Winning Buyer Strategies

Winning Strategies for Buyers In a Bidding War

"Multiple offers" occur either when a seller receives more than one purchase offer at the same time or receives another offer before a counter offer is presented to the first buyer. This has occurred fairly often since 2012 and has created a frustrating environment for well-qualified buyers who repeatedly are out-bid in their attempts to buy a home.

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What Is a Bidding War?

A “Bidding War” refers to the home buyer situation in which there are multiple high bid offers on a home. This can be a very stressful time as a buyer, not knowing what might happen or the number of ways you might overpay. How can you avoid overpaying? Particularly for a money-pit of a home.

Edlen Team Strategies to Multiple Offer Situations

The following suggestions are based on my having participated in hundreds of multiple-offer negotiations and observing the various dynamics that can occur.

  • Ideally, being an “all-cash” buyer with the cash available or, at a minimum, being fully approved for financing before writing an offer, will usually give you the advantage.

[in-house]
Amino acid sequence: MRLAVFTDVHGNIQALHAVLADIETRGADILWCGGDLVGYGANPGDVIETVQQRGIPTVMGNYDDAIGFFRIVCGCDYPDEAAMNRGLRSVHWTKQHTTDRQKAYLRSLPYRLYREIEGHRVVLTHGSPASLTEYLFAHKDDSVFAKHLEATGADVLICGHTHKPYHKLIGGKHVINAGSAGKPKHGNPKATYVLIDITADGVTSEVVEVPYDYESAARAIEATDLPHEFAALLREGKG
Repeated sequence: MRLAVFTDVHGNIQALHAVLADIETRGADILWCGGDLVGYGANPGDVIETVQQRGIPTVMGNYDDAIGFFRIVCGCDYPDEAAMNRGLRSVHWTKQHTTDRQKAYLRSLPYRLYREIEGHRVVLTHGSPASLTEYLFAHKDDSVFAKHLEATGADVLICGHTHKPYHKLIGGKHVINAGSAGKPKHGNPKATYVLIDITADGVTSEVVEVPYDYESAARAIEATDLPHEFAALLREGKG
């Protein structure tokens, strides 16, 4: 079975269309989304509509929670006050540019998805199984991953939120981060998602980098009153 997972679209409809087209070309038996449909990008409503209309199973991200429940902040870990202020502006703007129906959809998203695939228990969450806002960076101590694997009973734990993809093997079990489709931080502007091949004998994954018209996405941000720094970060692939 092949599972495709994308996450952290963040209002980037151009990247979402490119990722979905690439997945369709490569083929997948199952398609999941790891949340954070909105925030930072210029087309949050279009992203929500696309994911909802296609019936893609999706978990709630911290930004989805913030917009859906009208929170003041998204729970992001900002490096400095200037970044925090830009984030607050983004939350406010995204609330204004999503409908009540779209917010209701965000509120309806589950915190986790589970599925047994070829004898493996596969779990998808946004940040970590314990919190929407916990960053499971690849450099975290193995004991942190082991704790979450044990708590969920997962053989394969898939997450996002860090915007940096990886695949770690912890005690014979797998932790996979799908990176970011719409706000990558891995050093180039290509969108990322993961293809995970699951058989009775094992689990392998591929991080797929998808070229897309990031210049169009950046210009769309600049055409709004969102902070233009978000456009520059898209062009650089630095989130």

• Know the market inventory well by attending open houses and becoming familiar with what has recently actually sold.
  • Have a family or personal photo to be presented with your offer, as well as an introductory letter which your agent can help you prepare.
  • Be as rational and disciplined as you can, willing to either step up or pull back depending on the circumstances.
  • Take the long view. Remember that you may be living in this neighborhood for many years. The house can often be changed in various ways but the location cannot.
  • Ask your agent to counsel you on contract details that may improve your position at little cost or risk to you. A seasoned agent will know ways to make your offer stand out over others.
  • Be prepared to make decisions in a short amount of time, as timing your offer and any responses to the seller is essential to success.
  • Select an agent who has successfully guided many other buyers in multiple-offer situations.

Although the highest and best offer usually succeeds, it is not uncommon in this market that a seller will receive more than one strong offer. The seller will at times ultimately select the buyer based upon personal or other non-financial reasons rather than one who offers a higher price.

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